When hockey great Wayne Gretzky let it be known early last week that he may be suffering from arthritis, the phone at the Toronto-based Arthritis Society rang off the hook. “I had one elderly woman call from the West who was just thrilled that someone of Gretzky’s stature would publicize this disease,” said society president Denis Morrice. “She said it made her want to get out her old figure skates. Then she just started crying.”
By week’s end, however, those tears of joy were mingling with a slightly sour taste in the mouth. Gretzky, it seems, may not actually have the disease. He has symptoms—stiffness and soreness in his shoulders—consistent with early stages of osteoarthritis, the most common form of a painful disease that affects four million Canadians. But he has not been formally diagnosed. What’s more, the arthritis-awareness campaign he has undertaken—he says voluntarily—with the American arm of drug-manufacturer McNeil Consumer Healthcare, a subsidiary of pharmaceutical giant Johnson & Johnson, is to run hand in hand with a promotion for the drugmaker’s Tylenol brand of pain
Wayne Gretzky is getting paid to sell a painkiller, but does he even have the disease?
reliever—for which he will be paid.
Well before his public service announcements will be broadcast urging people to get early checkups for arthritis, there was Gretzky last week in a Tylenol commercial saying that because of his age—38—he was surprised to be told he may have arthritis. He says he takes the brand-name pain reliever for it anyway—on “doctors orders.” The commercialization of the message shocked some fans. At the Canadian Arthritis Society—which has
no direct role in the campaign—callers’ reactions ran the gamut from total support to revulsion to confusion. Still, the society is delighted that Gretzky is raising awareness. “People really are phoning about osteoarthritis,” said one spokesman for the society. “So, hello, it’s worked.”
Gretzky joins a growing list of celebrities pitching drugs, especially in the United States where even prescription medications are fair game. It is a competitive field. In the case of arthritis, the leading cause of long-term disability in Canada, researchers expect the number of afflicted to double in the years ahead because of aging baby boomers. Last year, $278 million worth of anti-arthritic prescription drugs were sold in this country.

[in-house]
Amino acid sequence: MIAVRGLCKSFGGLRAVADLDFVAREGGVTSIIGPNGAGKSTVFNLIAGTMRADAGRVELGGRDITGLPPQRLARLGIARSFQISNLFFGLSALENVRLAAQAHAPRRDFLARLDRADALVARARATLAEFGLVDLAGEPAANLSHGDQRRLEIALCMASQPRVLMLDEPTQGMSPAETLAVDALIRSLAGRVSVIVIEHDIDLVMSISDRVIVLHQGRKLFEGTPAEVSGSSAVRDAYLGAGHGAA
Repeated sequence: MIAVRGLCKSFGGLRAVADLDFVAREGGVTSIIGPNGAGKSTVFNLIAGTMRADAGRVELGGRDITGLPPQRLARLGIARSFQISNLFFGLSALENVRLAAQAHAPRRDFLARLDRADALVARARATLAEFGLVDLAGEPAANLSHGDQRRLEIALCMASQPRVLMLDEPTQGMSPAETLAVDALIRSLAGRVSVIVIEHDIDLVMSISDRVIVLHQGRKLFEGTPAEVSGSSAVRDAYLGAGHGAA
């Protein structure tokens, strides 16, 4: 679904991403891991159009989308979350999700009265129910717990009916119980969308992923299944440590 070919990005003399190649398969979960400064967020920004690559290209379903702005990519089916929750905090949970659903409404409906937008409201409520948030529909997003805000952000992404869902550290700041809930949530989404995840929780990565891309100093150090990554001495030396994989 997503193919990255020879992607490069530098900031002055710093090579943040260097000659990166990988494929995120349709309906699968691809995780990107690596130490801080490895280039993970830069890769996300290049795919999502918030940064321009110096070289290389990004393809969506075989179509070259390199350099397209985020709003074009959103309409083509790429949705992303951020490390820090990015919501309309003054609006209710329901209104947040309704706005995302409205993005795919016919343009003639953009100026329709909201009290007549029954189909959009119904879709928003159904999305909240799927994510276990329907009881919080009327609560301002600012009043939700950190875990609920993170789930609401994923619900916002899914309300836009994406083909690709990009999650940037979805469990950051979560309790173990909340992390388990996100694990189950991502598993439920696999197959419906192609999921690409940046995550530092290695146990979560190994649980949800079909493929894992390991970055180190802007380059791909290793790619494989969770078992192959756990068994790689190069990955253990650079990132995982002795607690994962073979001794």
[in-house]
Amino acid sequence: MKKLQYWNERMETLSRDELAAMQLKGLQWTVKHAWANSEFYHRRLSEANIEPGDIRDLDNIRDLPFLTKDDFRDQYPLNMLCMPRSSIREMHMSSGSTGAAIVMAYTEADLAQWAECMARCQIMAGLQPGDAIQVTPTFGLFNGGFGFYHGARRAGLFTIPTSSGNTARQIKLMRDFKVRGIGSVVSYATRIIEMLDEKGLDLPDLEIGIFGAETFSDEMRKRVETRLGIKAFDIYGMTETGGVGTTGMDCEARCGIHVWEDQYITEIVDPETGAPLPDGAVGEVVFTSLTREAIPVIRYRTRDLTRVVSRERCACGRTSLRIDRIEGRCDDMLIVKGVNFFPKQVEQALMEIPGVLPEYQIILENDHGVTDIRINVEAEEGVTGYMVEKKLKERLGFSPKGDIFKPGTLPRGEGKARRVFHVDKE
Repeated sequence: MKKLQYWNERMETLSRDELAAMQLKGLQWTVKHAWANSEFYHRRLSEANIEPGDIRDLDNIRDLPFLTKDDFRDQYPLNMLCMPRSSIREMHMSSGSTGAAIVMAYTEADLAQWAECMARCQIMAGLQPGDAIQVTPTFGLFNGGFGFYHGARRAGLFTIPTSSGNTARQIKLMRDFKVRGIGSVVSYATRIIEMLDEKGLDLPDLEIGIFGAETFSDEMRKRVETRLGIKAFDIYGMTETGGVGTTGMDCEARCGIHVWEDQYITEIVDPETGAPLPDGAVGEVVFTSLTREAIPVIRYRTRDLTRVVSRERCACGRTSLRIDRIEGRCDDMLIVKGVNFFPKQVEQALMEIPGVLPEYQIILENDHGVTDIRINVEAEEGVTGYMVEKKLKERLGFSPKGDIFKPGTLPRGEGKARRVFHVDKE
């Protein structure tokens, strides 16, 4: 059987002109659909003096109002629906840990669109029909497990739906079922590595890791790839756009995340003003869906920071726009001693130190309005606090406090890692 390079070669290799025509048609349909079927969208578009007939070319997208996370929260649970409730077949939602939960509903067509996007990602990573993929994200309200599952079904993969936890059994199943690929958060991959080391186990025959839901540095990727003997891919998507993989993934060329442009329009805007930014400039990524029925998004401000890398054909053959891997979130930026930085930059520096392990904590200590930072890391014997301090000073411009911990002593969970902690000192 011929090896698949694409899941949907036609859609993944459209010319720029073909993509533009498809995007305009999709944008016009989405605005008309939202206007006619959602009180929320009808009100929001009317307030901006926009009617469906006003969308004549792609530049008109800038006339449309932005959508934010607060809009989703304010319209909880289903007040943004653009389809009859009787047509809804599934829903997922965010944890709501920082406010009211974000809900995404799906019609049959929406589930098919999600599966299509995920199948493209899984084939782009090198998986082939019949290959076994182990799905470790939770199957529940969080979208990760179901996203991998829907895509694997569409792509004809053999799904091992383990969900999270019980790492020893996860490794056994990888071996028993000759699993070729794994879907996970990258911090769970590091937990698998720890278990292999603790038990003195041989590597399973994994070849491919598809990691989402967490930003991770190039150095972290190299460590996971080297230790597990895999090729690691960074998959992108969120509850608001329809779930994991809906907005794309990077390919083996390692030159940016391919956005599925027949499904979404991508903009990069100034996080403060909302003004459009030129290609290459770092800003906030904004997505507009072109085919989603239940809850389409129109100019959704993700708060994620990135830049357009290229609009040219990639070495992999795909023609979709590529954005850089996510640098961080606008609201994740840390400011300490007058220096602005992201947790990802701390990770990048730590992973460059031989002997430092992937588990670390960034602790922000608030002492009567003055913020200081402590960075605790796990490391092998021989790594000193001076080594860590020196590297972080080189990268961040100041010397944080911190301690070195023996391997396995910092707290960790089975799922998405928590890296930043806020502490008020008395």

For early-stage arthritis, over-thecounter drugs like Tylenol (acetaminophen) have enjoyed an advantage over certain anti-inflammatory drugs such as Aspirin (acetylsalicylic acid), which can cause stomach and kidney problems with prolonged usage. But recently, a
new generation of anti-inflammatories has emerged that does not have those side-effects. Pharmaceutical-maker Searle’s new arthritis drug Celebrex has roared off the pharmacists’ shelves: 428,400 prescriptions during its first three months on the market make it the fastest-selling new drug ever in Canada, even outstripping the popular antiimpotence drug Viagra.
Gretzky’s message, like that of former downhill ski champion Todd Brooker, 39, the official unpaid spokesman for the Arthritis Society, is that arthritis can hit Canadians of all ages. It resonates with 36-year-old Bonita Atkinson, who works at a fish-processing plant in South Side, N.S., and has put up with aching knees since high school. When she finally went to see a bone specialist in the spring, she had no idea she would be diagnosed with osteoarthritis. “I was shocked,” says Atkinson. “My father is crippled with arthritis. But I thought it was something that just hit old people.”
So did Gretzky, who earlier this year visited his own doctor complaining of
stiffness in his shoulders, knees and back, especially after long car trips. “Obviously, I was surprised when my doctor said these pains could easily be early symptoms of common arthritis,” the recently retired superstar said in a publicity video for McNeil’s campaign.
One in seven Canadians suffer from one or more of the 100 varieties of arthritis. Osteoarthritis involves the degeneration of cartilage in joints. Rheumatoid arthritis, a more serious strain, affects the auto-immune system and leaves the sufferer with inflamed joints throughout the body. Nova Scotia, which has the highest rate of arthritis in the country with folly 20 per cent of the population over the age of 12 afflicted, could easily be overwhelmed. And, like elsewhere, its scientists find that arthritis does not draw the big research dollars that go towards lifethreatening ailments like AIDS and heart disease. “It is quite simply a question of visibility,” concludes John Hanly, head of the rheumatology division at Halifax’s Dalhousie University.
That is where celebrity cachet comes in. Gretzky joins National Football League Hall of Famer Joe Montana on the arthritis front. Comedian Michael J. Fox and actress Mary Tyler Moore have publicized the causes of Parkinson’s disease and juvenile diabetes, respectively, for personal reasons. Celebrity promoters can increase pressure on governments and granting agencies.
For the worst afflicted, the good news is that new artificial hip and knee replacements are lasting longer. Each year, 38,000 Canadians undergo the procedure. But often nothing really works. Helen Tupper, 37, uses a combination of physiotherapy and prescription pain relievers to control the pain that has spread from her knees to her right hip, hands and elbows. “The worst time is the morning,” says the Dartmouth, N.S., artist. “I just have to will myself to move.” Like a 20-year career in professional hockey, arthritis is a test of endurance.
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